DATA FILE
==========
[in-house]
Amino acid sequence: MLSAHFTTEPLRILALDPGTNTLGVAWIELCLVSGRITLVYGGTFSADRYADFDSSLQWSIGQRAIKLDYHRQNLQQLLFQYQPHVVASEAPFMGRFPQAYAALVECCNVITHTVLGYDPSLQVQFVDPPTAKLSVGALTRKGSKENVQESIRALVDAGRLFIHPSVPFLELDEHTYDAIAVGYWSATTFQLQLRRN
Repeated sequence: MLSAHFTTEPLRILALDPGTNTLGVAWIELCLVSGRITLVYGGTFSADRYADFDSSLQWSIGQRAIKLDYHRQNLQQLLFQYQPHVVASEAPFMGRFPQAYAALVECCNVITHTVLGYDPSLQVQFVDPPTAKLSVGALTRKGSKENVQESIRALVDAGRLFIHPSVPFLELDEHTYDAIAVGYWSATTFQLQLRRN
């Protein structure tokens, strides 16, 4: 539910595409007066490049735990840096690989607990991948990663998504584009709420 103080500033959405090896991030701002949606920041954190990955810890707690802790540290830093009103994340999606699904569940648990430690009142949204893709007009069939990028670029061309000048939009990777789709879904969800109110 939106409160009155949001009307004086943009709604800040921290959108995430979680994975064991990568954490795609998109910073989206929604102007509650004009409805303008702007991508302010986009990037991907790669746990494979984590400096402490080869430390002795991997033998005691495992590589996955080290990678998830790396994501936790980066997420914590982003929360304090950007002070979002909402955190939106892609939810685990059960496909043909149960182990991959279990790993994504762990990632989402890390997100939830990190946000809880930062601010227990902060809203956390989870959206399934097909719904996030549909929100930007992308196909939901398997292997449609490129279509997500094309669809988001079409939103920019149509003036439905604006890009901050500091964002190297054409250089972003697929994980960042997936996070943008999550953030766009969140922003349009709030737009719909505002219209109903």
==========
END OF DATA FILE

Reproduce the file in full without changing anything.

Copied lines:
[in-house]
Amino acid sequence: MLSAHFTTEPLRILALDPGTNTLGVAWIELCLVSGRITLVYGGTFSADRYADFDSSLQWSIGQRAIKLDYHRQNLQQLLFQYQPHVVASEAPFMGRFPQAYAALVECCNVITHTVLGYDPSLQVQFVDPPTAKLSVGALTRKGSKENVQESIRALVDAGRLFIHPSVPFLELDEHTYDAIAVGYWSATTFQLQLRRN
Repeated sequence: MLSAHFTTEPLRILALDPGTNTLGVAWIELCLVSGRITLVYGGTFSADRYADFDSSLQWSIGQRAIKLDYHRQNLQQLLFQYQPHVVASEAPFMGRFPQAYAALVECCNVITHTVLGYDPSLQVQFVDPPTAKLSVGALTRKGSKENVQESIRALVDAGRLFIHPSVPFLELDEHTYDAIAVGYWSATTFQLQLRRN
């Protein structure tokens, strides 16, 4: 539910595409007066490049735990840096690989607990991948990663998504584009709420 103080500033959405090896991030701002949606920041954190990955810890707690802790540290830093009103994340999606699904569940648990430690009142949204893709007009069939990028670029061309000048939009990777789709879904969800109110 939106409160009155949001009307004086943009709604800040921290959108995430979680994975064991990568954490795609998109910073989206929604102007509650004009409805303008702007991508302010986009990037991907790669746990494979984590400096402490080869430390002795991997033998005691495992590589996955080290990678998830790396994501936790980066997420914590982003929360304090950007002070979002909402955190939106892609939810685990059960496909043909149960182990991959279990790993994504762990990632989402890390997100939830990190946000809880930062601010227990902060809203956390989870959206399934097909719904996030549909929100930007992308196909939901398997292997449609490129279509997500094309669809988001079409939103920019149509003036439905604006890009901050500091964002190297054409250089972003697929994980960042997936996070943008999550953030766009969140922003349009709030737009719909505002219209109903």